NBAPS is shifting learning models based on data and MDH’s five-step process for determining the safest learning level for students and staff. We are fortunate circumstances at North Branch Area Public Schools allow us to continue providing PK-8 families an in-school experience five days a week. So many districts, for a wide variety of reasons, are not in that position. And, as researchers compile COVID data about learning models, the rationale for choosing a five-day schedule only gets stronger.
We started with the premise that the CDC and the American Academy of Pediatrics both strongly favored returning kids to school this fall for a wide variety of reasons.
•Families and students benefit from predictable schedules.
•It is understood that students do better learning in collaboration with others.
•Quality of internet access makes distance learning challenging for some families.
In a recent NPR article (“Are The Risks Of Reopening Schools Exaggerated?” Oct. 21, 2020), researchers shared that there are few clear links between K-12 schools and COVID inflections, and that schools may not be the superspreaders that they once were thought to be.
In addition, New data from New York indicates that less than 20 out of over 10,000 students and staff tested positive after several weeks of school. New York is in a standard hybrid model (part in-person, part remote). There is also data that shows that every-other-day hybrid model for younger learners may actually create a greater risk than in-person. An epidemiologist wrote recently in the Washington Post that hybrid models “make it easier” for the virus to get into schools. One reason for this is it forces parents to find care for their kids outside of school, which increases the number of contacts students have with other people over the course of a week and, thus, increases the chance of exposure in our schools.
As we know the risk level for younger kids contracting COVID-19 is very small, it is staff that require the most protection. Recently, the COVID dashboard provided by the National Superintendents Association (https://covidschooldashboard.com/) showed the infection rates among teachers was higher in hybrid models (52 out of 100,000) than in-person (21 out of 100,000). Though it is early in the school year, these numbers are encouraging for our in-school model.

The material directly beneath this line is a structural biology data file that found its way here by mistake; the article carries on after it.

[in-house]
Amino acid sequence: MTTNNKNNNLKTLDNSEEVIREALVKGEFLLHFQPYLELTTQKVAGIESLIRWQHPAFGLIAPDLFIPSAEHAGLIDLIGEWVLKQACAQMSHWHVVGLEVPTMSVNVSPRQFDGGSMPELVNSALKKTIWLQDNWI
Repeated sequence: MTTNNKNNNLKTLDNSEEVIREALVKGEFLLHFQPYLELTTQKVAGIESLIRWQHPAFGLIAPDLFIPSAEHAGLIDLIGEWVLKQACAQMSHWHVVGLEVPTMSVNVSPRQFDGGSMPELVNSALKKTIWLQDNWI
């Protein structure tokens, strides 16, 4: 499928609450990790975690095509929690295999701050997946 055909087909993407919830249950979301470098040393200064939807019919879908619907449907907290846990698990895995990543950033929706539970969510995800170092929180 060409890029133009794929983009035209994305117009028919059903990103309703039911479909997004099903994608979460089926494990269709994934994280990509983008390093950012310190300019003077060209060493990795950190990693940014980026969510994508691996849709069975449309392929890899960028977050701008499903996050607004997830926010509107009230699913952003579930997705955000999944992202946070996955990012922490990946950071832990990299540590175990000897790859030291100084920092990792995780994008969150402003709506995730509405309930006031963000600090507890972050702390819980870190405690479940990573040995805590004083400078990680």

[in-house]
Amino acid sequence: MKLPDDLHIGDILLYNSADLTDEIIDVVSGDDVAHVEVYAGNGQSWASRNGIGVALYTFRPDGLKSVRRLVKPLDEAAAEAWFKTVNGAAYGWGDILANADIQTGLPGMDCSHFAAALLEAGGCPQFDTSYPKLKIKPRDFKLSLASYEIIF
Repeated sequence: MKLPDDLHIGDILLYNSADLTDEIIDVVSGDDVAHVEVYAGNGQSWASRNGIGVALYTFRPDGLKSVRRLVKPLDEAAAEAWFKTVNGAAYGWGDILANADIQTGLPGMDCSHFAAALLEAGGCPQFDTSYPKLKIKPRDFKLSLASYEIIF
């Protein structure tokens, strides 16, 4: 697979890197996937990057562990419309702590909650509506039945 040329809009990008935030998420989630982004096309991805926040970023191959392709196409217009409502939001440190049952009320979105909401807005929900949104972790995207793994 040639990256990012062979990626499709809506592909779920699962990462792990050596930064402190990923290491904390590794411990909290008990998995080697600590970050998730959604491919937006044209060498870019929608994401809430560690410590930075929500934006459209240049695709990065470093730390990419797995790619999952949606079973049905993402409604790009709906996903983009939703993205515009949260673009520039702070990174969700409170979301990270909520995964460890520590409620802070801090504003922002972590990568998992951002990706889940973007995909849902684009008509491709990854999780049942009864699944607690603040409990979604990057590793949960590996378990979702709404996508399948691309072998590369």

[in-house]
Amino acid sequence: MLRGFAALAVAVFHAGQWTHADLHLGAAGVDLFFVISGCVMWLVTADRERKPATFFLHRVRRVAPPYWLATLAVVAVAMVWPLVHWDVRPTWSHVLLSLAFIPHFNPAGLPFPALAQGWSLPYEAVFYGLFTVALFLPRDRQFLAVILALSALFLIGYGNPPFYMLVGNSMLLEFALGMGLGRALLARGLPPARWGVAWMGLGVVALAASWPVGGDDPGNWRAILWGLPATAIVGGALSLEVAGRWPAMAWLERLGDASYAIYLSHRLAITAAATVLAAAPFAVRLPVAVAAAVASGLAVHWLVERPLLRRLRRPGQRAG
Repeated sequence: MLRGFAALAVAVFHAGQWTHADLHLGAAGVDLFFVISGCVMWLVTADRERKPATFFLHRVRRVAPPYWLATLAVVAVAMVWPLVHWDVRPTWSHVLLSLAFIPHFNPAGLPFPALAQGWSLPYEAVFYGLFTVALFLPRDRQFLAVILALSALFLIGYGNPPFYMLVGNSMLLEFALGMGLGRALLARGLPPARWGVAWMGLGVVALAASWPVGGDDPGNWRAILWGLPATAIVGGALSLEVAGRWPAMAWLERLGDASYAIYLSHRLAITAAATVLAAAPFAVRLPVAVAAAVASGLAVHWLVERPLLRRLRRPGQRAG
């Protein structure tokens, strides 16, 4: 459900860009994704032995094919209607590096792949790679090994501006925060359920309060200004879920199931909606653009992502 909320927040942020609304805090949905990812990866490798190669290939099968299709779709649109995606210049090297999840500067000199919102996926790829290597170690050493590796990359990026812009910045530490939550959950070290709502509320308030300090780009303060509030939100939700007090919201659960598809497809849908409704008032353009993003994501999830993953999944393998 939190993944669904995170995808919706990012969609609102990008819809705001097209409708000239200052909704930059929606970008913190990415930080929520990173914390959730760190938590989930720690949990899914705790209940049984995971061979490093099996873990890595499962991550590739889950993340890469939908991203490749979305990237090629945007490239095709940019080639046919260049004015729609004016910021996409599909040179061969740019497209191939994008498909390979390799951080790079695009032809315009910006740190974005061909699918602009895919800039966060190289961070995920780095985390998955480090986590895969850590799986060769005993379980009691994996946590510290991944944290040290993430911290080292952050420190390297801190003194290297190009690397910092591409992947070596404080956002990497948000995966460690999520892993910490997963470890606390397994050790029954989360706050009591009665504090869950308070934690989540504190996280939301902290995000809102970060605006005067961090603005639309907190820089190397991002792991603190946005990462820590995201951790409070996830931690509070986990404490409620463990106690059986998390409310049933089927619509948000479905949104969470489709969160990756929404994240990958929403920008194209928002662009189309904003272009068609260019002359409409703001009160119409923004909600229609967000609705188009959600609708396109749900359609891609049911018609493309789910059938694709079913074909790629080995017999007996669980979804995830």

While some of our families may have the flexibility to manage a standard hybrid model, most do not. It puts many families in an untenable situation in which they have to rely on others to provide childcare. In many cases that could be grandparents or other older relatives with free time, the very people most at-risk for COVID.
Our in-school hybrid five-day model isn’t perfect, but based on the available evidence to date, we continue to be confident it is the safest option for our kids, our families, our staff, and our community in general.
This situation highlights the importance of our staff. The countless hours they spend creating the conditions for safe learning cannot be overstated. Please take a moment and thank our incredible staff for all they’ve done and continue to do! And please continue to do your part in mitigating the spread of the virus in our community. We are better together!
SARA Paul is superintendent of North Branch Area Public Schools. She can be reached at 651-674-1000 or firstname.lastname@example.org.